for "tilda expansion") to "/root/home/scripts" and not
          "/home/scripts" where you said "test" resided. Does
          "/root/home/scripts" exist? If not, the shell would generate an
          error message when cd'ing to it.

          Also, examine the path:

          > PATH=$HOME/usr/bin:/usr/local/bin:/opt/bin

          The first element of the path, if you are running as root, expands
          ("variable expansion") to /root/usr/bin which probably doesn't
          exist. You likely wanted

          PATH=$HOME/scripts:/usr/bin:/usr/local/bin:/opt/bin

          or, maybe:

          PATH=/home/scripts:/usr/bin:/usr/local/bin:/opt/bin

          If you also want the path to include the current directory (i.e.
          whatever you have cd'd into), then add a final colon:

          PATH=$HOME/scripts:/usr/bin:/usr/local/bin:/opt/bin:

          John
        • adamwaller_333
          THANK YOU A LOT. That helped a lot. There is no /root/home but there is a /root and /home . I copied the .procmail and the .fetchamil to /root just in
          Message 4 of 7 , May 11, 2009
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            THANK YOU A LOT.
            That helped a lot. There is no "/root/home" but there is a "/root" and "/home". I copied the .procmail and the .fetchamil to /root just in case that would help make things easier, had them in the /home. I also fixed the PATH line. Works like I had hoped it would.



            --- In nslu2-linux@yahoogroups.com, John <jl.050877@...> wrote:
            >
            > On Mon, May 11, 2009 at 07:42:27PM -0000, adamwaller_333 wrote:
            > > LOGFILE=$PMDIR/procmail.log
            > > LOGABSTRACT=NONE
            > > SHELL=/bin/sh
            > > #VERBOSE=NONE
            >
            > If the problem is with procmail and not fetchmail, did you
            > check procmail's log? You can also turn on verbose logging for
            > better diagnostics
            >
            > However, also check:
            >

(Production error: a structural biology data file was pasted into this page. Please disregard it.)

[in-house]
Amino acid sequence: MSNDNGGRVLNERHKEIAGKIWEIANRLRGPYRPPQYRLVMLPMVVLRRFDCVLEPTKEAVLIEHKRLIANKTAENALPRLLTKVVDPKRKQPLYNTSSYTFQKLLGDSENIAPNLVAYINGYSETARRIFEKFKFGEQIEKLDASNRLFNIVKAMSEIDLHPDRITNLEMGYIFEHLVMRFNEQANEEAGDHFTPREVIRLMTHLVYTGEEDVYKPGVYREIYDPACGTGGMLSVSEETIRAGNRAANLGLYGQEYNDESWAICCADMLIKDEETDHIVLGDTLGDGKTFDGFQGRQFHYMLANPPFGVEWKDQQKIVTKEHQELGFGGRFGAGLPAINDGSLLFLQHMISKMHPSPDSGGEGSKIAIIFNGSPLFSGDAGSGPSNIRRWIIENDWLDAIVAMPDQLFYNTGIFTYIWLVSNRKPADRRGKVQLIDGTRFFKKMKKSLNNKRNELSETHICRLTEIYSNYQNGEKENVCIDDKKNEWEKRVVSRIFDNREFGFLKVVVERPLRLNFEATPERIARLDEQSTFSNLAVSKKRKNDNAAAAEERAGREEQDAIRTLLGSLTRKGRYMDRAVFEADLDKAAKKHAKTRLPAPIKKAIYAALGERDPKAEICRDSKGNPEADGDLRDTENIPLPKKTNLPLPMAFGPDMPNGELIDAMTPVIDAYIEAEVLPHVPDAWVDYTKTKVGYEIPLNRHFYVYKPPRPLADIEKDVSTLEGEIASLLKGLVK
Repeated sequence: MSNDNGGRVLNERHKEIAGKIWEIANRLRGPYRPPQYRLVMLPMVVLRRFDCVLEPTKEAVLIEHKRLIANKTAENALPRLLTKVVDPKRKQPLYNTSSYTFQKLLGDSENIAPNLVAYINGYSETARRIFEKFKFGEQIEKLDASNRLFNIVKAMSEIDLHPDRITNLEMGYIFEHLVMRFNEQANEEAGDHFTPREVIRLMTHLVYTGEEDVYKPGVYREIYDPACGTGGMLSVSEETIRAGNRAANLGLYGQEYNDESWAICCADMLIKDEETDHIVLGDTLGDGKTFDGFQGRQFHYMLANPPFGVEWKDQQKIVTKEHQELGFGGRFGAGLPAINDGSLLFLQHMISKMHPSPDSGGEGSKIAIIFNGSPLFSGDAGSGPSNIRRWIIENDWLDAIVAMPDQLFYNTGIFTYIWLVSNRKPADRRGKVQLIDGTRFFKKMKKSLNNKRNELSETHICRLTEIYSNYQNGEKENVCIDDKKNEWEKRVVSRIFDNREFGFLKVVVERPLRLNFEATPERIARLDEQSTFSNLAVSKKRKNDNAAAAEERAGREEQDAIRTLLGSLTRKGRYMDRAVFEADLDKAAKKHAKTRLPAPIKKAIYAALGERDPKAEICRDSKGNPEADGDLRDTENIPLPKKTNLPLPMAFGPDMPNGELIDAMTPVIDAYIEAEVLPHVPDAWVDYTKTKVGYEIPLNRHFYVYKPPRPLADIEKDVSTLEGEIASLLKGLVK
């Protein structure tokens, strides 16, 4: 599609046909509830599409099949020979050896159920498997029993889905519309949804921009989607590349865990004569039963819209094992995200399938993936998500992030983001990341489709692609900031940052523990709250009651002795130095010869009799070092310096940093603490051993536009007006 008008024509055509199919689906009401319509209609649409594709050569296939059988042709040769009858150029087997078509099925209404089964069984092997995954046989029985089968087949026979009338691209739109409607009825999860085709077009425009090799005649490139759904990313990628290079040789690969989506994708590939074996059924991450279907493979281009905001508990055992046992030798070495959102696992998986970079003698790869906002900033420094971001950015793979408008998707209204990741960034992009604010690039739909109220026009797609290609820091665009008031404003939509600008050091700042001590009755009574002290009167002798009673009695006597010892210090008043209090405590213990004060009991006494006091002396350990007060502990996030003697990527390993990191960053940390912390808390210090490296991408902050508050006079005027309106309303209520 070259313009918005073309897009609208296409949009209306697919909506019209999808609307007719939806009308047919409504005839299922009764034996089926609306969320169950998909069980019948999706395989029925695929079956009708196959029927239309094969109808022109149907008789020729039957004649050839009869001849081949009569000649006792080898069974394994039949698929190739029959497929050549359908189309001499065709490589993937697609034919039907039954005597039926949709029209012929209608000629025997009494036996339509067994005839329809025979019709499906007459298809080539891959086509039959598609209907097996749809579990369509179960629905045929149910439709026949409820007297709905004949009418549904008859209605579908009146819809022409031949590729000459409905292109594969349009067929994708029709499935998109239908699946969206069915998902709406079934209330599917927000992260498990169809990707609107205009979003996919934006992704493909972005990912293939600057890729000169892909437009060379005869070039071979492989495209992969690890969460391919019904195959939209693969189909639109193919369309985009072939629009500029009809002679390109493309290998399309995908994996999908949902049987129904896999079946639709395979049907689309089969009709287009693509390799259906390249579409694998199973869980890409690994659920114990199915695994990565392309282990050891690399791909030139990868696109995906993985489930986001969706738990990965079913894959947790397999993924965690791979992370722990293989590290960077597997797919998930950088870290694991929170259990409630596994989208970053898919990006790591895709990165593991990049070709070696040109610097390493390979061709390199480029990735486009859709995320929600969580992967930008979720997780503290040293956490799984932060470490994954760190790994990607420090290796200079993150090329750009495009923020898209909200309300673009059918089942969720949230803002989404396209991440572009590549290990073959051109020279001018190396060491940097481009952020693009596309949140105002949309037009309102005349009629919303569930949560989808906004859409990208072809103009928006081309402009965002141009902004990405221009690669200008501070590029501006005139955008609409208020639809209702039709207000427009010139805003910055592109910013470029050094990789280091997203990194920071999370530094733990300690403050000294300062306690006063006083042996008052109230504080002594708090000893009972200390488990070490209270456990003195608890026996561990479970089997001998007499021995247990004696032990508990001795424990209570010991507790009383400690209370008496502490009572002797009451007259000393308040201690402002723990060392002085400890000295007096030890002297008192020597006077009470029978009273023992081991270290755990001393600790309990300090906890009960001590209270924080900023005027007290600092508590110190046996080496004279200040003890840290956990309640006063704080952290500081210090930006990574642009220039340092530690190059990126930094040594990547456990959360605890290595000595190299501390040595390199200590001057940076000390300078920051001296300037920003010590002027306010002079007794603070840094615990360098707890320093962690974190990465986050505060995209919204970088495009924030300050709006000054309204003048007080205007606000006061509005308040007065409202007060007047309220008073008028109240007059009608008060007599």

> On Mon, May 11, 2009 at 07:42:27PM -0000, adamwaller_333 wrote:
            > > PATH=$HOME/usr/bin:/usr/local/bin:/opt/bin
            > > [snip]
            > >
            > > :0 c
            > > * ^From:.*myphonenumber@...
            > > * ^Subject: Test
            > > | { cd ~/home/scripts ; test }
            > >
            > > The script that i want to run in this case is "/home/scripts/test"
            > > I can exicute the script itself in the command line and it works just fine.
            >
            > Note that "/home/scripts/test" is not in the path you
            > specified. If this is the only problem, the solution might be as
            > simple as:
            >
            > :0 c
            > * ^From:.*myphonenumber@...
            > * ^Subject: Test
            > | /home/scripts/test
            >
            > However, note that you cd to "~/home/scripts". If you are
            > running as root, then that directory expands (see shell documents
            > for "tilda expansion") to "/root/home/scripts" and not
            > "/home/scripts" where you said "test" resided. Does
            > "/root/home/scripts" exist? If not, the shell would generate an
            > error message when cd'ing to it.
            >
            > Also, examine the path:
            >
            > > PATH=$HOME/usr/bin:/usr/local/bin:/opt/bin
            >
            > The first element of the path, if you are running as root, expands
            > ("variable expansion") to /root/usr/bin which probably doesn't
            > exist. You likely wanted
            >
            > PATH=$HOME/scripts:/usr/bin:/usr/local/bin:/opt/bin
            >
            > or, maybe:
            >
            > PATH=/home/scripts:/usr/bin:/usr/local/bin:/opt/bin
            >
            > If you also want the path to include the current directory (i.e.
            > whatever you have cd'd into), then add a final colon:
            >
            > PATH=$HOME/scripts:/usr/bin:/usr/local/bin:/opt/bin:
            >
            > John
            >